What’s in an oil spill contingency plan? Prevention and response and the essence of preparedness

From the executive director:

Mark Swanson
Mark Swanson

It’s fall now in Alaska. You can feel it in the air. You can see it in the new snow deposited on the mountain peaks after the rain clouds clear away. Commercial and recreational salmon fisheries are over for the year and in Valdez, the RV parks, hotels, and restaurants are emptying out. Suddenly, there is ample parking at the harbor. With the visible end of summer and the beginning of fall, there is a certain seriousness and palpable urgency to preparations for winter. In Valdez, we receive an average of 27 feet of snow per year, and wind speeds can run into the triple digits during storms. Only the foolhardy go into the winter season unprepared.

This fall, comments for the revised Valdez Marine Terminal Oil Discharge Prevention and Contingency Plan, known as the “terminal c-plan,” have come due and the council has now submitted our recommendations. Reviewing the plans and providing advice aimed at improving plans for the oil terminal and associated tankers is one of the fundamental tasks assigned and opportunities afforded to the council under the Oil Pollution Act of 1990 and state statutes.

The oil discharge prevention and contingency plans have five parts: the Response Action Plan; a Prevention Plan; Supplemental Information; a Best Available Technology review; and the Response Planning Standard. With all of those elements the c-plan is complex and detailed.

As anyone who has witnessed winter storm related problems can attest, nature will discover the weakness in your preparations. Having a roof collapse, a structure crushed, or a boat sink is dangerous, could negatively impact the environment, and is expensive and embarrassing. Similarly, a big disastrous oil spill will reveal weaknesses in prevention or response plans. We don’t want to wait for a disaster to be reminded of the cost-effectiveness of sound preparations and the value of learning from previous mistakes. We have already experienced a big oil spill disaster here.

Since the Exxon Valdez oil spill that brought about current c-plan requirements, various iterations of these plans have been approved on a 5 year cycle. We have had a good plan but should never accept that what has worked in the past will work in the future, especially if there have not been any spills and plans have not been tested through exercises and drills. As we become aware of new risks, planning shortfalls, and opportunities to better prevent and respond to spills, such discoveries need to be appropriately addressed. We ignore them at our own peril.

Learning from the school of hard knocks can be effective on an individual basis but may not translate beyond the original party unless others see they are facing similar risks. Part of the reason that these c-plans are released for public review is to give a chance for the risk-averse public to provide observations on important details the plan may have missed. We hope the state, Alyeska, and other oversight agencies will embrace many of the suggested improvements from the council and others.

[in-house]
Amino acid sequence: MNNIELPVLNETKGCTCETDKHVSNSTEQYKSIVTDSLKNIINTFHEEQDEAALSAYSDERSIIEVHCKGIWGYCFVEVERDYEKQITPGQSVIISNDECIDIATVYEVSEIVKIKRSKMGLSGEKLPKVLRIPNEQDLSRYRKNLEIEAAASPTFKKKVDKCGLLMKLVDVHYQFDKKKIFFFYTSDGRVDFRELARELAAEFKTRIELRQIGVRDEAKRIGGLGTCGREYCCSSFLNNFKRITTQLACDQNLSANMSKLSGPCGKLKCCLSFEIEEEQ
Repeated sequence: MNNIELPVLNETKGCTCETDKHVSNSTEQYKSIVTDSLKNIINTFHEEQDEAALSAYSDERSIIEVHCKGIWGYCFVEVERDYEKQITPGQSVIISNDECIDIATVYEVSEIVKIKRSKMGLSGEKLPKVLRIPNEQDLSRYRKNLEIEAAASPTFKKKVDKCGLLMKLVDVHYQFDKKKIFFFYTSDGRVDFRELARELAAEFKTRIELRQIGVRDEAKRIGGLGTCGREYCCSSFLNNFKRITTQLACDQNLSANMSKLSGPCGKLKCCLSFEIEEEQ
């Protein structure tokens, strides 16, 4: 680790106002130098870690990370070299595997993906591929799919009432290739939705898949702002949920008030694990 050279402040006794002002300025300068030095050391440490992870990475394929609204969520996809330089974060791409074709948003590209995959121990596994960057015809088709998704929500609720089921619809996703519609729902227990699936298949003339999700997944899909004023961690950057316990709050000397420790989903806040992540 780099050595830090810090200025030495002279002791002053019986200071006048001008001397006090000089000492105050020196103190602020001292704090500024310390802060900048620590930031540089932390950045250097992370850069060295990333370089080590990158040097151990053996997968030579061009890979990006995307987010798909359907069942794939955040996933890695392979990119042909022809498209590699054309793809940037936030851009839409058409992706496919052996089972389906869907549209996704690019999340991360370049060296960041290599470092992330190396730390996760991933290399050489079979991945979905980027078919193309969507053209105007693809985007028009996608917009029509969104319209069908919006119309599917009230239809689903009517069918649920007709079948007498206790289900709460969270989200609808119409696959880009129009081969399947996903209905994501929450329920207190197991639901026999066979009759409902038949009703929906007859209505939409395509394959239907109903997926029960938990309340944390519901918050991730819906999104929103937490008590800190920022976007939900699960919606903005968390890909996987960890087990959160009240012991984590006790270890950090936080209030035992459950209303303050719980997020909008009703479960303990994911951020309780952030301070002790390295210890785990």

It’s always better to prevent an accident than to respond to one. The state contingency plans include key sections focused on prevention and consequence mitigation measures. In particular, the state requires that each five year review cycle include a review of the best technology available to examine, among other things, the maintenance practices for buried metal piping containing oil.

Over the past few years the council has become increasingly concerned that terminal piping maintenance practices have omitted any direct inspection of miles of buried piping at the terminal. A failure and sudden loss of oil containment due to corrosion in these buried pipes could result in an incident similar to the event at a pipeline pump station that shut down the entire pipeline in 2010. New technology is available to inspect such piping sections. Inspecting buried piping is not simple or inexpensive, but it is feasible and it would reduce oil spill risks. To Alyeska’s credit, following the pump station corrosion failure, their engineers have been diligently working on measures to inspect some of the terminal’s buried piping. Unfortunately, this work does not yet encompass all of the terminal’s oil piping and none of these new corrosion inspection plans or technology examinations seem to be included the final submitted version of the c-plan. The council thinks these efforts and considerations should be included. Even if leaking oil never makes it to the water, we’ve seen the winter time operational consequences of just such a corrosion related oil leak. We know the risk is real and the prevention solutions are available and achievable.

As winter approaches, we are personally reminded of the urgency of preparing for anticipated risks. The state has a good framework for ensuring an acceptable oil discharge prevention and contingency plan. A good contingency plan, further improved by incorporating or addressing public comments, will be a better plan.

• Mark Swanson is the executive director of the Prince William Sound Regional Citizens’ Advisory Council.

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